Alelo To Develop Speech-Enabled Learning Portal For ESL Students
Alelo is developing an interactive, Web-based, speech enabled learning portal for students of English as a second language, after winning a contract from the United States Broadcasting Board of Governors.
The learning portal—which will make Alelo’s learning technologies available around the world—will function in conjunction with the international programming of Voice of America, the largest U.S. international broadcaster with an estimated audience of 134 million people.
“We see this as a great opportunity to make advanced, speech-enabled learning technology available for English learners worldwide,” says W. Lewis Johnson, president and chief scientist at Alelo. “This is our first opportunity to do something for people learning English and we’re also very excited about the potential reach of this…So this is really an opportunity for us to help lots of people who are interested in learning English as well as learning about the culture of the United States.”
The program—“Dynamic English Learning Website”—will incorporate artificial intelligence technologies that allow users to hone their conversational skills by engaging in spoken conversations with web-based computer characters and feature automated speech recognition tailored for students of all levels.
“We develop our own acoustic speech models using a combination typically of native speakers as well as people who are learning the language,” says Johnson. “So in fact we are going to be collecting corpora of Chinese people learning to speak English and Iranian people learning to speak English.”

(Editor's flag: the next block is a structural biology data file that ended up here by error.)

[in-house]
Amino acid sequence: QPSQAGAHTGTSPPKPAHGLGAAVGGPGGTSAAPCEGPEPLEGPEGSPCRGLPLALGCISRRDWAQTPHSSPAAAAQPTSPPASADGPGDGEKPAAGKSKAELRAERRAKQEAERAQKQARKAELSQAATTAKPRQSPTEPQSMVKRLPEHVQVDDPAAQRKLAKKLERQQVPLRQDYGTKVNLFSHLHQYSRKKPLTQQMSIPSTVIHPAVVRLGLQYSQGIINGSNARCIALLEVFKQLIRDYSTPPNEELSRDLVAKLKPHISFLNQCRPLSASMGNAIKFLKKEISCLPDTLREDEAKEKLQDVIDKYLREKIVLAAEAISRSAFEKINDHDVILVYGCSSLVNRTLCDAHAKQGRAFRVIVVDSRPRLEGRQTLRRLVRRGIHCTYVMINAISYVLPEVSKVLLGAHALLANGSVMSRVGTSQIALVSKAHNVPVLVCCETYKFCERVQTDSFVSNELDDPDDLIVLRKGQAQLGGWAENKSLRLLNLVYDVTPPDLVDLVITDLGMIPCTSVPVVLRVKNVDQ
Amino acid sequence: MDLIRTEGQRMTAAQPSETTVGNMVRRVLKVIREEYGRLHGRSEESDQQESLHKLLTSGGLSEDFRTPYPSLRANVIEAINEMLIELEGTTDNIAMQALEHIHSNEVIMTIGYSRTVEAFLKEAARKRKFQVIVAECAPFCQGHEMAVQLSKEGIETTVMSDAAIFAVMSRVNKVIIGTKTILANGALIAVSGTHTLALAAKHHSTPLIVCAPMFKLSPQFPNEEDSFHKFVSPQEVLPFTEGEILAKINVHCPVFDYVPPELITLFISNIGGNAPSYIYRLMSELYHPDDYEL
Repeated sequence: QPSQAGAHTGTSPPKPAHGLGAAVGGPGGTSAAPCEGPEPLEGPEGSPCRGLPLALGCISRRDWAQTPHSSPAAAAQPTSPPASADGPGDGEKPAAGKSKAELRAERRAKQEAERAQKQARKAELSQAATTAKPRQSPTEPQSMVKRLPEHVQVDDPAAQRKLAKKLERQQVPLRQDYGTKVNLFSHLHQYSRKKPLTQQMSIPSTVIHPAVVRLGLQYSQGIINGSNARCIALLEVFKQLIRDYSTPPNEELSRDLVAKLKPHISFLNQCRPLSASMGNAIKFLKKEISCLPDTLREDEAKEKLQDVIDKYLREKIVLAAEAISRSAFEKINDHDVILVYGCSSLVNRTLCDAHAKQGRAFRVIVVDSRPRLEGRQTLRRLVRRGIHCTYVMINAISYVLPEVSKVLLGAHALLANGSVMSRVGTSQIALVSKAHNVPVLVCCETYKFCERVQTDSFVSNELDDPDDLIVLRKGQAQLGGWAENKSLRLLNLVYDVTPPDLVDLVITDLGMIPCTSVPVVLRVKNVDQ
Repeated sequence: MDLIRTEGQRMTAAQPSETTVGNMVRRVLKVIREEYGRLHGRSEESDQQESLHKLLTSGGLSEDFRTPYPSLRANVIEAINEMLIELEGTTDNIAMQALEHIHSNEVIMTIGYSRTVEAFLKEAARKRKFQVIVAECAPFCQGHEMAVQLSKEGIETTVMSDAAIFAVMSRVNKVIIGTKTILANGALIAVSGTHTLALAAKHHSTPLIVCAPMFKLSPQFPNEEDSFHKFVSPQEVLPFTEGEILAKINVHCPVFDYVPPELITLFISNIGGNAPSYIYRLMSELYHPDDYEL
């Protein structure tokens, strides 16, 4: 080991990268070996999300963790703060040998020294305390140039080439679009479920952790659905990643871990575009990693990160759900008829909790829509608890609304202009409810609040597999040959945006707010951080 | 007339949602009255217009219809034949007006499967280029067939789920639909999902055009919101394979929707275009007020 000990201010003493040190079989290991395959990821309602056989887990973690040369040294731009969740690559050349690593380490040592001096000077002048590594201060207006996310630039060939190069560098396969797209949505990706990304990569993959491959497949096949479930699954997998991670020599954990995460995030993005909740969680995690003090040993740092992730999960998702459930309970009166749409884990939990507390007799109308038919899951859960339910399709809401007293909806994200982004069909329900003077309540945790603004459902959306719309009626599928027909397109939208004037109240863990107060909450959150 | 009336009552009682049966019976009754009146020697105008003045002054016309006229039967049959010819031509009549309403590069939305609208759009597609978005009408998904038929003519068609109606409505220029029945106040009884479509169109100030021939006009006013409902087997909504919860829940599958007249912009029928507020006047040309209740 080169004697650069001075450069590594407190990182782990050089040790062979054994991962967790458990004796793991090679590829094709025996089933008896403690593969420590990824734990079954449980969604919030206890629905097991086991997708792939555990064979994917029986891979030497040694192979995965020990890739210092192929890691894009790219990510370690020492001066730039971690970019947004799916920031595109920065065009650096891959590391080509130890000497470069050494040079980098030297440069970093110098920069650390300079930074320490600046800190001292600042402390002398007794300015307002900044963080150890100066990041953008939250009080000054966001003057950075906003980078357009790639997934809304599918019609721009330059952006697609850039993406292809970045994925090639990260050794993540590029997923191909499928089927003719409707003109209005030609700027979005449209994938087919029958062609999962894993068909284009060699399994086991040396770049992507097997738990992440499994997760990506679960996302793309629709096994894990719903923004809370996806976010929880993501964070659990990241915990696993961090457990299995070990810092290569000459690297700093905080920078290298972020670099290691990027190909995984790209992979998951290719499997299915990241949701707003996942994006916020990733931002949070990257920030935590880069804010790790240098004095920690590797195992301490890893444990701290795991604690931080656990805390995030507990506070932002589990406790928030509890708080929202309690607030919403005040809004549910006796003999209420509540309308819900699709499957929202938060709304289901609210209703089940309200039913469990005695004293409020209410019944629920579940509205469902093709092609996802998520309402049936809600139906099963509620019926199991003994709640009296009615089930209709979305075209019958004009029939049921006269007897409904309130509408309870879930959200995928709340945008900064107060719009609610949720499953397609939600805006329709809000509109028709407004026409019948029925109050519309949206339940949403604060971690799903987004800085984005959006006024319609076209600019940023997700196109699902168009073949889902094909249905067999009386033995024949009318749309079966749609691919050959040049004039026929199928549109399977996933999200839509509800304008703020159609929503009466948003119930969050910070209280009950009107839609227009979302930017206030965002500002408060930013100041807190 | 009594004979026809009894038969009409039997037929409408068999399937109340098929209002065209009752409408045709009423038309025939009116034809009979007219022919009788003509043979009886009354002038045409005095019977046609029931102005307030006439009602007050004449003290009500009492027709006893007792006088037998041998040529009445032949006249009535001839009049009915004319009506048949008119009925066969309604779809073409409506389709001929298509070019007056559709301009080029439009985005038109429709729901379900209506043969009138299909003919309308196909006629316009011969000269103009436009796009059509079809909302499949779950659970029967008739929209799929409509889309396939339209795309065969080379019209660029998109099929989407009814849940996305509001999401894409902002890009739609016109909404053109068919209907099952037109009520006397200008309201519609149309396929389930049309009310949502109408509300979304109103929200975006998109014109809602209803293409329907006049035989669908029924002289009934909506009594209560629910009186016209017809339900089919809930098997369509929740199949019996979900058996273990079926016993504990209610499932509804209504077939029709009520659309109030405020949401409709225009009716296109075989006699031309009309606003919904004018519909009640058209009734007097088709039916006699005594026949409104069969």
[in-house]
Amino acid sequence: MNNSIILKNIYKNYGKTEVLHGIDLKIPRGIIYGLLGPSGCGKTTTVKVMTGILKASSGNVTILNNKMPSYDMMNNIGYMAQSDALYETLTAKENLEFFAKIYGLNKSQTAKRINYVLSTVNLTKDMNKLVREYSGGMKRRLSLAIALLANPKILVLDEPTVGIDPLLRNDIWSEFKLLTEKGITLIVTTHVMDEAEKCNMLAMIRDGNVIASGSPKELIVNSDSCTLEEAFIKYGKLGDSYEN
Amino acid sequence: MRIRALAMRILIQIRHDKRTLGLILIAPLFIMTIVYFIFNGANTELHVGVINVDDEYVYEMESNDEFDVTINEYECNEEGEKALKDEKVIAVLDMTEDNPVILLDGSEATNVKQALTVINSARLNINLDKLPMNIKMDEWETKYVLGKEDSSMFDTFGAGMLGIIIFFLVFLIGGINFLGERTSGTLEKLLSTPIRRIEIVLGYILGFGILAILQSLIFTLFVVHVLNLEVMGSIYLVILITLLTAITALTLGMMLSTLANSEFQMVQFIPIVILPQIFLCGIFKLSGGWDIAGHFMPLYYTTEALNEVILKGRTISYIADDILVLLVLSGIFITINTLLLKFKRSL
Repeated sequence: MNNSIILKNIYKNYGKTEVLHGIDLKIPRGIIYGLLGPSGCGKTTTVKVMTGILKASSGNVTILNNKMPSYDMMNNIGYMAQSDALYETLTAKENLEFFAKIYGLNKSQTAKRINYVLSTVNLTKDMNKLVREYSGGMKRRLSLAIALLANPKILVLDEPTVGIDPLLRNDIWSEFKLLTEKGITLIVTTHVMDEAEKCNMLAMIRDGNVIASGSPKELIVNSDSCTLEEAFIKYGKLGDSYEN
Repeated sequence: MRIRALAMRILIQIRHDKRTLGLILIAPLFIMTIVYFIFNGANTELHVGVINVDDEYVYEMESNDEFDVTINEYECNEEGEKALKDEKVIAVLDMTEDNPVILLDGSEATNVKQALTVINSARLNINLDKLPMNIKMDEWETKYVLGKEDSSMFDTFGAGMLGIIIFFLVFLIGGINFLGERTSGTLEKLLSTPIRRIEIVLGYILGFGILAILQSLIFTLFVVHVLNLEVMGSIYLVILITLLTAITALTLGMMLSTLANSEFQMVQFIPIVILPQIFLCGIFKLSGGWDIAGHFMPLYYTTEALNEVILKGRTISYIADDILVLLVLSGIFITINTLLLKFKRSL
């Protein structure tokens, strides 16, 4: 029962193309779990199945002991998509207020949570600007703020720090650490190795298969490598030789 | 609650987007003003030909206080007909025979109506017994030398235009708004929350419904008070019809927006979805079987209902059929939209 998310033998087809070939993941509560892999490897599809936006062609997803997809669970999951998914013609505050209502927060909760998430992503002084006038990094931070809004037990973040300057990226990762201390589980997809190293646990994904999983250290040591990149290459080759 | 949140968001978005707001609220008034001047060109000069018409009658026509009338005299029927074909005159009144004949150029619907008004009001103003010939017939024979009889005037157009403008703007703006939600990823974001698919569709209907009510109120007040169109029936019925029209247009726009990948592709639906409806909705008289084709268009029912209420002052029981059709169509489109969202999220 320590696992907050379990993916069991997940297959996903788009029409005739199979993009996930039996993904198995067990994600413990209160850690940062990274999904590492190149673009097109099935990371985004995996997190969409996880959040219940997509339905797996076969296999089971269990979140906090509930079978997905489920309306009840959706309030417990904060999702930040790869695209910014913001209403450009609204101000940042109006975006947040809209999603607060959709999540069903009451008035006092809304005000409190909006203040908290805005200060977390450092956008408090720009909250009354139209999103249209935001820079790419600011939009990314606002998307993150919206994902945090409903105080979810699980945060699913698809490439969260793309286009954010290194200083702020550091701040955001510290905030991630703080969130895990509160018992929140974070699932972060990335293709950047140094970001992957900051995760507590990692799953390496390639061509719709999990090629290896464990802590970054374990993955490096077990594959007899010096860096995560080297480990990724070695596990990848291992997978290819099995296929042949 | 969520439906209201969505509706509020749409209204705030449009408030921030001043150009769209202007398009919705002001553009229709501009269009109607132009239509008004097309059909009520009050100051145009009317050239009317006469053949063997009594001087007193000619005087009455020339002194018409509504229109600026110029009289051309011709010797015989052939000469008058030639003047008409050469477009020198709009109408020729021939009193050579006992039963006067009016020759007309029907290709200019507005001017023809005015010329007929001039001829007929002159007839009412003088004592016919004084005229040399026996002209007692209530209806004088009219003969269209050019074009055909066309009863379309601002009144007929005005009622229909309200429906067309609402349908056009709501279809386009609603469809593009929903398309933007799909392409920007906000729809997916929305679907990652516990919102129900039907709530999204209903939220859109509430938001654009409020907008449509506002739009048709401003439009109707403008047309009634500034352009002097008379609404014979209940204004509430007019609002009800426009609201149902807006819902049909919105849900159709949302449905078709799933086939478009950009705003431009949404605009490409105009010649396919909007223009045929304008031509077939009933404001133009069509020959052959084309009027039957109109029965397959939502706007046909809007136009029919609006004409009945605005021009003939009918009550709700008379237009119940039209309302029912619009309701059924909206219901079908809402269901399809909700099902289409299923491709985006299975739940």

According to Johnson, the program will focus on helping people communicate in simulated conversations.
“We develop language models for use in the language learning application with heavy emphasis on supporting simulated conversation,” he says. “We have these dialogues that learners can engage in and we also give them practice exercises of individual conversational turns. And we actually look not just for expected grammatically correct utterances but we also look for common mistakes that language learners make. We build those into the models. So we can actually give people feedback if they’ve made an incorrect word choice or if there’s a grammar problem.”
The learning portal—which Johnson says will launch early next spring—will also draw on Voice of America’s archive of English language media materials to reinforce listening comprehension skills.
These same Web-based learning technologies are being incorporated into a range of other language learning portals. Development partners include Yale University, U.S. Joint Forces Command, and the U.S. Marine Corps.